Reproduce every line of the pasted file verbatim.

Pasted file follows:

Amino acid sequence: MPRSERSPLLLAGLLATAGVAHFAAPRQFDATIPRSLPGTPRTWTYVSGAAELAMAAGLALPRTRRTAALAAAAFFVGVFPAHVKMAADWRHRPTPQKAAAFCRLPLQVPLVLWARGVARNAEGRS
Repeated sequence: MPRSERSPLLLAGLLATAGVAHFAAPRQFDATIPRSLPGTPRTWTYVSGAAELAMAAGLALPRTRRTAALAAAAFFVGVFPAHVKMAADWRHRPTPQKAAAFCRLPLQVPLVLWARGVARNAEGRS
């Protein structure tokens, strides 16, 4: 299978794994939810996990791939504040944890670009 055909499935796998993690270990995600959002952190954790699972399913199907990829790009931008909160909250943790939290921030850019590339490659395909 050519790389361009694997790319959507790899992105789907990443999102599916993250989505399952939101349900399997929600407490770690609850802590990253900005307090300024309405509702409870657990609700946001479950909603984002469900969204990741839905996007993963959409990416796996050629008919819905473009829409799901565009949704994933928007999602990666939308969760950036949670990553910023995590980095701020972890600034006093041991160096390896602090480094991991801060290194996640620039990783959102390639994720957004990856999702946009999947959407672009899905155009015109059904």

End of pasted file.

Amino acid sequence: MPRSERSPLLLAGLLATAGVAHFAAPRQFDATIPRSLPGTPRTWTYVSGAAELAMAAGLALPRTRRTAALAAAAFFVGVFPAHVKMAADWRHRPTPQKAAAFCRLPLQVPLVLWARGVARNAEGRS
Repeated sequence: MPRSERSPLLLAGLLATAGVAHFAAPRQFDATIPRSLPGTPRTWTYVSGAAELAMAAGLALPRTRRTAALAAAAFFVGVFPAHVKMAADWRHRPTPQKAAAFCRLPLQVPLVLWARGVARNAEGRS
């Protein structure tokens, strides 16, 4: 299978794994939810996990791939504040944890670009 055909499935796998993690270990995600959002952190954790699972399913199907990829790009931008909160909250943790939290921030850019590339490659395909 050519790389361009694997790319959507790899992105789907990443999102599916993250989505399952939101349900399997929600407490770690609850802590990253900005307090300024309405509702409870657990609700946001479950909603984002469900969204990741839905996007993963959409990416796996050629008919819905473009829409799901565009949704994933928007999602990666939308969760950036949670990553910023995590980095701020972890600034006093041991160096390896602090480094991991801060290194996640620039990783959102390639994720957004990856999702946009999947959407672009899905155009015109059904």